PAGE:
These might all have seemed like good and sufficient reasons to withhold the information, but whether or not the reasons might have seemed good and sufficient does not answer the question whether Lewis and others acted with awareness of or conscious disregard whether BofA shareholders would be misled.


The fact that Paulson "instructed" Lewis to withhold disclosure does not answer the question whether or not Lewis was aware BofA shareholders would be mislead; to the contrary, it might actually suggest a concern that BofA’s shareholders couldn’t be trusted with the truth. (Indeed, Paulson’s instruction arguably does nothing more than make him complicit in the alleged deception, which in Paulson’s case, encompassed not just BofA shareholders but also U.S. taxpayers.)


Why is Paulson’s "instruction" relevant at all to the question whether or not the securities laws were violated? Is Castel suggesting that there is some sort of immunity from securities liability if the actions were at the request of a government official? It seems to me that the supposed relevance of Paulson’s instruction is surprisingly unexamined in Castel’s opinion, and the entire discussion of the issue is disconnected from the question whether or not Lewis knew that the shareholders would be misled.


Judge Castel’s emphasis on Lewis’s lack of personal benefit, while not irrelevant, is also beside the point. Lewis’s lack of personal benefit certainly doesn’t answer the question whether Lewis and others were deliberately taking steps to avoid disclosing material information because they were afraid of what would happen if they did.


In the final analysis, I think Judge Castel’s ruling can perhaps only be understood by his observation that these events took place "during a moment of acute economic and political uncertainty." While this fact has nothing to do with whether or not Lewis was consciously withholding information from BofA shareholders, it does suggest Castel is simply unwilling to permit liability for actions taken at the direction of senior public officials at a time of national exigency. It is almost as if he is saying, with shrugging shoulders, "What else was BofA going to do?" I certainly understand this way of looking at these circumstances. The problem is that it doesn’t necessarily address the questions required by the securities laws.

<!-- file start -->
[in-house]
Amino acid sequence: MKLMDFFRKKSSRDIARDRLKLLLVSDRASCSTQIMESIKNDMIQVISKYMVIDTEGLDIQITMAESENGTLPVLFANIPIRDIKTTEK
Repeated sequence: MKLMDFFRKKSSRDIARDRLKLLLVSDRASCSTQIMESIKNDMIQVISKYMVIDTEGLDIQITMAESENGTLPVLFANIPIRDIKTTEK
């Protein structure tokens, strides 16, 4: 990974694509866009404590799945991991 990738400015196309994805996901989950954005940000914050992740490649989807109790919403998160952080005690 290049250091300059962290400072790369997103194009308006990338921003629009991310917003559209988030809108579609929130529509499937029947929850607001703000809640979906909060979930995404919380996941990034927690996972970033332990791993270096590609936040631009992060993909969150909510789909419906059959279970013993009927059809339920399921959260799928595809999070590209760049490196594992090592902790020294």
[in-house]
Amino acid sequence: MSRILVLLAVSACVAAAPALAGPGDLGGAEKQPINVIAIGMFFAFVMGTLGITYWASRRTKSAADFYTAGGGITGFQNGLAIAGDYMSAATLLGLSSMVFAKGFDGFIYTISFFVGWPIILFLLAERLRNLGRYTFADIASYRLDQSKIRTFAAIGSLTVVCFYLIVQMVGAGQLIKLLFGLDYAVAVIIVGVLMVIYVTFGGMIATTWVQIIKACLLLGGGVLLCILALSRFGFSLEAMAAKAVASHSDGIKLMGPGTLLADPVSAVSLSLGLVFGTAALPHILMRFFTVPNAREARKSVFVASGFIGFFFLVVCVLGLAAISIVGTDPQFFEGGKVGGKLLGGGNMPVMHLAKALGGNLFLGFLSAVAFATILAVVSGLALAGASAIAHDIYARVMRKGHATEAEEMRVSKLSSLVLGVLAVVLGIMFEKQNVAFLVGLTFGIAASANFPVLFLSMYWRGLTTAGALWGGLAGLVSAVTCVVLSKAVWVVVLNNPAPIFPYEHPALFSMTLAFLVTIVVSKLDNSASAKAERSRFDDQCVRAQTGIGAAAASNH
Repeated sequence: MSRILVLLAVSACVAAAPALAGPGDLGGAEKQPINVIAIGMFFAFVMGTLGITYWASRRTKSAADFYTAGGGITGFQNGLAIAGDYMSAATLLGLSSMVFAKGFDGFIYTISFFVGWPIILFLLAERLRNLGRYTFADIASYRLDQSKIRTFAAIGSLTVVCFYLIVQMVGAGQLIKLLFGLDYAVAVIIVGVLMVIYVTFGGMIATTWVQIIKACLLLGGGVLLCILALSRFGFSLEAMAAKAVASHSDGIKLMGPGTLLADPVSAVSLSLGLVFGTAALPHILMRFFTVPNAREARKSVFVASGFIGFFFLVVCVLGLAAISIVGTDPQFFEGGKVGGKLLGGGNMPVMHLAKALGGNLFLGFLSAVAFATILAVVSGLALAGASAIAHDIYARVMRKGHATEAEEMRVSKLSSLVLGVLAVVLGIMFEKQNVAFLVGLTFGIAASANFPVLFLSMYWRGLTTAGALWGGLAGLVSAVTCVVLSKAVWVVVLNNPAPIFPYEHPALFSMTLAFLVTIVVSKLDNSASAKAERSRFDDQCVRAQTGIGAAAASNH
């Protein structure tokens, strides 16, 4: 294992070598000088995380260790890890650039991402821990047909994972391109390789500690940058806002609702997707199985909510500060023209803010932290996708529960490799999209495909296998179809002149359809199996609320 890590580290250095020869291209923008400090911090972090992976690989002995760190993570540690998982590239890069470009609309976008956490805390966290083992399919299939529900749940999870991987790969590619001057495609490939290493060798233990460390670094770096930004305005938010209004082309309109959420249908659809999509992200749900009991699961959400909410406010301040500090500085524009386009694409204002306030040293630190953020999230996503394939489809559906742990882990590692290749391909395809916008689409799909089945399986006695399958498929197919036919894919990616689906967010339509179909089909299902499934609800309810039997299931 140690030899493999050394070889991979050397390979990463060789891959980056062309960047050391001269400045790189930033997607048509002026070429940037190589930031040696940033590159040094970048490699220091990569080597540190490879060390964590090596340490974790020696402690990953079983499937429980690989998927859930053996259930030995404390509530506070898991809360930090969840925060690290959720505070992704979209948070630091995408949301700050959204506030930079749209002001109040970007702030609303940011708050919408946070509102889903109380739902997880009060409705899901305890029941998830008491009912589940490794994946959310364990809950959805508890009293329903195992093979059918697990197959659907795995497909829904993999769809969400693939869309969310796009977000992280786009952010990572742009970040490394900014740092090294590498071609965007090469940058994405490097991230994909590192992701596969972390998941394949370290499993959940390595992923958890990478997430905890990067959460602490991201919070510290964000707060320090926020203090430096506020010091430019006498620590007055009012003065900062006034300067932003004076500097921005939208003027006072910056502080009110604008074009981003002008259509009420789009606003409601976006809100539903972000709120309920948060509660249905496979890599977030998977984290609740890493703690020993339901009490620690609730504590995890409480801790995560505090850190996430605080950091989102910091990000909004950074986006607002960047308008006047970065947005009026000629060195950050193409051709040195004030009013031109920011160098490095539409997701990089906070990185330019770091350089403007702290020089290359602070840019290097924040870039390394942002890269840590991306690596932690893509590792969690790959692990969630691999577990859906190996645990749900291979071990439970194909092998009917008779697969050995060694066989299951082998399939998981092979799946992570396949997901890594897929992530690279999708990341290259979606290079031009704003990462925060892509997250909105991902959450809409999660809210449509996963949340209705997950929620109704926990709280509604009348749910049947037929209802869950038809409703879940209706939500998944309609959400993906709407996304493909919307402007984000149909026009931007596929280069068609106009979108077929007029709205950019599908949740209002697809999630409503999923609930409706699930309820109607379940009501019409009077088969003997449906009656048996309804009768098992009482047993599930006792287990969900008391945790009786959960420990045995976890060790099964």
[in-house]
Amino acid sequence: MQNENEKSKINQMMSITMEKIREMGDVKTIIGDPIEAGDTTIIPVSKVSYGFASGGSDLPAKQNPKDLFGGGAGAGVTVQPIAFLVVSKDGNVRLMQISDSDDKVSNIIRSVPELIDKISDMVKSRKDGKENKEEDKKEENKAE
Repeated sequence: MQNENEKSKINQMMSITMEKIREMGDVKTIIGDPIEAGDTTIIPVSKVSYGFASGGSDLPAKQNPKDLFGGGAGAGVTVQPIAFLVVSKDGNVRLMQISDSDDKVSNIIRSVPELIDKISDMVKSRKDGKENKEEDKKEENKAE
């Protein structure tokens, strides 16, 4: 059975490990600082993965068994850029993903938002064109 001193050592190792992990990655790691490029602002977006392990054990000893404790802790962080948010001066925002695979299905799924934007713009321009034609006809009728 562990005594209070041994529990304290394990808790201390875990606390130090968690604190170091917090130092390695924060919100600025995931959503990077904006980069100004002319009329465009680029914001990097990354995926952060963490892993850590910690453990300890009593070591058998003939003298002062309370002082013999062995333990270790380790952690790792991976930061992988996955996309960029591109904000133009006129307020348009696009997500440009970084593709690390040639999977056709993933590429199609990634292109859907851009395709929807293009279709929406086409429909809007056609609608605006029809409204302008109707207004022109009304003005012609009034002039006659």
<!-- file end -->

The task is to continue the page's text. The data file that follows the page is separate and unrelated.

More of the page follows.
Judge Castel does not actually say he is inferring either an official instruction or national emergency exception to the requirements of the securities laws. But by emphasizing those aspects of the situation, he seems to be suggesting that these exceptions exist and apply.


To be sure, Judge Castel did observe that the scienter allegations regarding the nondisclosure of the federal package, which he characterized as "thin," might have been sufficient if they were accompanied by adequate allegations of motive or recklessness. It could be argued that his ruling is simply a reflection of insufficient factual pleading, which may be the case. Nevertheless, his analysis raises many questions that in my view are insufficiently examined, whether or not the scienter allegations themselves were or were not sufficient.


Given the high profile nature of this case, I suspect there will be much discussion of Judge Castle’s opinion in the weeks and months ahead. Legal proceedings arising out of these circumstances do seem to attract controversy – as, with for example, Judge Rakoff’s high profile rejection of the SEC’s settlement of its enforcement action against BofA arising from these circumstances.


Back to School: Add one more company to the list of for-profit education companies that have recently been sued in securities class action lawsuits. As I discussed in a recent post, within the space of just a few days in August, plaintiffs’ lawyers filed a cluster of lawsuits against for-profit education companies. On August 31, 2010, plaintiffs’ lawyers added one more company to the list when they sued Corinthian Colleges and certain of its directors and offices, based on allegations similar to those raise against the other for-profit education companies. A copy of the plaintiffs’ lawyers’ press release can be found here.


Old School: I wonder if this for-profit education company’s schools cover their chairs with Soft Corinthian Leather. For those who miss the reference, and in respectful memory of Ricardo Montalban, here is the original Chrysler Cordoba advertisement to which I was referring :